Project Snafu: Residents Go Rabid Over Midnight Calls

By CIOinsight  |  Posted 04-25-2006

THE PROBLEM: The emergency management agency for Lake County, Ohio, mistakenly placed 5,600 automated phone calls to area residents between 11 p.m. and 3 a.m. on April 13 and 14 about its rabies-vaccine program for wild raccoons, after a key component in its alerting system failed.

Needless to say, county officials quickly caught wind of the glitch from citizens who were awakened by the rabies announcement and flooded Lake County's switchboard with complaints.

Larry D. Greene, director of the Lake County Emergency Management Agency, says the system was set to make approximately 66,000 calls on the 13th during daylight or early evening hours.

The calls played a brief recorded message from the Lake County General Health District to notify people of an annual effort to distribute anti-rabies vaccine pellets for wild raccoons to eat.

The county's Reverse 911 system, made by Indianapolis-based Sigma Communications, is used to issue such public service announcements and alerts about impending natural disasters or other emergencies.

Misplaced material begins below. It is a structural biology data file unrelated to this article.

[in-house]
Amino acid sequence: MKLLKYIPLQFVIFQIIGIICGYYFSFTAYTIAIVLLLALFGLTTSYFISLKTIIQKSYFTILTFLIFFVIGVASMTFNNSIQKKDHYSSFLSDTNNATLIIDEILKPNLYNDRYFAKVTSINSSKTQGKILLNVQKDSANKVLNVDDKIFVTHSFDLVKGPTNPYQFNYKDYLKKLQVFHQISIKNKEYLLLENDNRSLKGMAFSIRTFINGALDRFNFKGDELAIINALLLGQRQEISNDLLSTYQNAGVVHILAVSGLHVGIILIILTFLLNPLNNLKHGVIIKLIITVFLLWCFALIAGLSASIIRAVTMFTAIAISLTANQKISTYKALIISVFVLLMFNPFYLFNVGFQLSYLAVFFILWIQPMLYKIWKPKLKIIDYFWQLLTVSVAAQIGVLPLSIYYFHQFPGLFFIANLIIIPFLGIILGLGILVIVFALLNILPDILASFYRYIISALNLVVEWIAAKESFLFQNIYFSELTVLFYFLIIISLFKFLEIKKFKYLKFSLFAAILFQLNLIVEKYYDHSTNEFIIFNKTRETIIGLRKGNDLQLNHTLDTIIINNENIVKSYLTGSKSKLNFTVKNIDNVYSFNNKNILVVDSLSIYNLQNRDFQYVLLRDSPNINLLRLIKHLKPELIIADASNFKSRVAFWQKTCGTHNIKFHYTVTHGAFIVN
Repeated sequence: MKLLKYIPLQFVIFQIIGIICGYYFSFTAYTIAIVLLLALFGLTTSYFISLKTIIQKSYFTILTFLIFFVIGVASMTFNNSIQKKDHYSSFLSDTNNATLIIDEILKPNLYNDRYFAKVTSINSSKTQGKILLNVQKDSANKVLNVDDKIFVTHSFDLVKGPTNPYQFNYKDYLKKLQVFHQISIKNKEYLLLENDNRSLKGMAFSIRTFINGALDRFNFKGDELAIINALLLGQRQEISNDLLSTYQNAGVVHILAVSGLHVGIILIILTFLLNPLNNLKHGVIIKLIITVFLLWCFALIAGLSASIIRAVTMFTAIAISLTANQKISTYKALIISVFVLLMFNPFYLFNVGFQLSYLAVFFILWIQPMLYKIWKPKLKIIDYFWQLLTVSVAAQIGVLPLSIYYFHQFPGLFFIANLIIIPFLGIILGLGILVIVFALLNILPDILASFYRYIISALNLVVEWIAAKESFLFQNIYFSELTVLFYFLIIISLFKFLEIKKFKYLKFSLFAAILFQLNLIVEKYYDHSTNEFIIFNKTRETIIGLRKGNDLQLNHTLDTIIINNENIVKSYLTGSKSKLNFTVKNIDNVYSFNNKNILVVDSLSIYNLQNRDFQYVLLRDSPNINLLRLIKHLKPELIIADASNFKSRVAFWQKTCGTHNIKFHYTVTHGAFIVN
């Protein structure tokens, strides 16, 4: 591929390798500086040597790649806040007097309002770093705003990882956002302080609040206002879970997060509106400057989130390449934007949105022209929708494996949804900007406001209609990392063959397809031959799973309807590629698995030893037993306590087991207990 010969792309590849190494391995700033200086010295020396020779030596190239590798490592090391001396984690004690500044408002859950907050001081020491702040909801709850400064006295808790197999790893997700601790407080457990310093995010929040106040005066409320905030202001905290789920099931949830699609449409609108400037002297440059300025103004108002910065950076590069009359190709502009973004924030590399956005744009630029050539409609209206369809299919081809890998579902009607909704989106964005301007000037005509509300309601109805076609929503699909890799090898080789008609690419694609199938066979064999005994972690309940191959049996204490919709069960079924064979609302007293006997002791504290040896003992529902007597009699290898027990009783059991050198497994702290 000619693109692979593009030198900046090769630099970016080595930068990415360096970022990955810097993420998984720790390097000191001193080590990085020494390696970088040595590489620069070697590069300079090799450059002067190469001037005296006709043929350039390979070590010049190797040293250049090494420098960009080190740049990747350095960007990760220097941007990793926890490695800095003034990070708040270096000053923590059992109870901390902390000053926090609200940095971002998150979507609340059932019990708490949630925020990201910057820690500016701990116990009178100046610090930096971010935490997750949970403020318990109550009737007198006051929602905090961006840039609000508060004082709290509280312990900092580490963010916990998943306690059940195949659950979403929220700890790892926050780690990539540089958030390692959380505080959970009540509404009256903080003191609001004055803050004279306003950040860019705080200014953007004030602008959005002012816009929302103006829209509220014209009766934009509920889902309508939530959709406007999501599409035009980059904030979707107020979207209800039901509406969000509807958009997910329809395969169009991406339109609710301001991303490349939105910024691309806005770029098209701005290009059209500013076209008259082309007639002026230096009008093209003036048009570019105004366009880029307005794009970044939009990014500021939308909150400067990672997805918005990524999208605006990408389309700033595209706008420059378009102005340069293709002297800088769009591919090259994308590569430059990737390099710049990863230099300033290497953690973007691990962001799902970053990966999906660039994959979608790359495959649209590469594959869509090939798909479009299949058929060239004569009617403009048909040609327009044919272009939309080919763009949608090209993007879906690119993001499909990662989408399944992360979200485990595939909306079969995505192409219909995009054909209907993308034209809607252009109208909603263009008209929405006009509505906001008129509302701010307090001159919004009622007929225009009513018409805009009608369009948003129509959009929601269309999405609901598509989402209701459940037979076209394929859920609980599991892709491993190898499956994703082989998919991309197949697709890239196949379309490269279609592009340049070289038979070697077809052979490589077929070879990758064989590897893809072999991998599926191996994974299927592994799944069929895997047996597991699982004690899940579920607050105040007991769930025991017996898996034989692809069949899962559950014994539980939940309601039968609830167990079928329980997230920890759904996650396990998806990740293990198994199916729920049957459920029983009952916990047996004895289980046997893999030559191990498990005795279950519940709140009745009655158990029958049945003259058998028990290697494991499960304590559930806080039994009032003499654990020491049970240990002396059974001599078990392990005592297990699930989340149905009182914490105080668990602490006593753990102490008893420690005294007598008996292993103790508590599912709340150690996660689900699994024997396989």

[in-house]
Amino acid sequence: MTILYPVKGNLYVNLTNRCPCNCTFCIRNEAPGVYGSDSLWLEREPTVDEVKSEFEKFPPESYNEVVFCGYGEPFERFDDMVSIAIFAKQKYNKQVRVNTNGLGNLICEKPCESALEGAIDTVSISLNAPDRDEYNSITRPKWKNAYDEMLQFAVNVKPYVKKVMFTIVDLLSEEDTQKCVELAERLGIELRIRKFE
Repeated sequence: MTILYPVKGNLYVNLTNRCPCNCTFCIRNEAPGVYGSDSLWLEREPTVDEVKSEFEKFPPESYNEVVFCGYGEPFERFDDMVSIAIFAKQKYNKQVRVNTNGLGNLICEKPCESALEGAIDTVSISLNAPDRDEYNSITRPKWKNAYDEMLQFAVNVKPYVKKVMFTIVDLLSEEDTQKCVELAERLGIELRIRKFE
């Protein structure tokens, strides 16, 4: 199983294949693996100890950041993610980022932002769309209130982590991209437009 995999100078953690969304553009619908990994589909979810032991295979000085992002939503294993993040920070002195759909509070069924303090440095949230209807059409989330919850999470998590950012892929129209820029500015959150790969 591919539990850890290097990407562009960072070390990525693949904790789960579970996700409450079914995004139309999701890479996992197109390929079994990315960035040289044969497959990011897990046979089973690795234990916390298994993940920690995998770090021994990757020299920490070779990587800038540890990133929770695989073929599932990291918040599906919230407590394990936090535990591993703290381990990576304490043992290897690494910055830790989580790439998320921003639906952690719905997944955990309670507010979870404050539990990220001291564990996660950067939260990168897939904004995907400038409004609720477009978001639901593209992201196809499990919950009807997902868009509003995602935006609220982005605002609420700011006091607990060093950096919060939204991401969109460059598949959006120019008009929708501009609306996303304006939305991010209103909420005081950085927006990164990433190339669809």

But earlier that day, the Reverse 911 system had a hardware failure. Greene says one of the system's two voice cards, which handle dialing the outbound phone calls, stopped working. Each voice card is connected to a phone bank of 23 lines each. With only one card operational, the Reverse 911 system could still make calls but it would take twice as long.

Unfortunately, officials didn't realize that the hobbled system would not finish all 66,000 calls in the expected amount of time—which resulted in the 5,600 calls placed in the middle of the night. The system "works fine," says Greene. "It's just half as fast."

Read the full story on eWEEK.com: Project Snafu: Residents Go Rabid Over Midnight Calls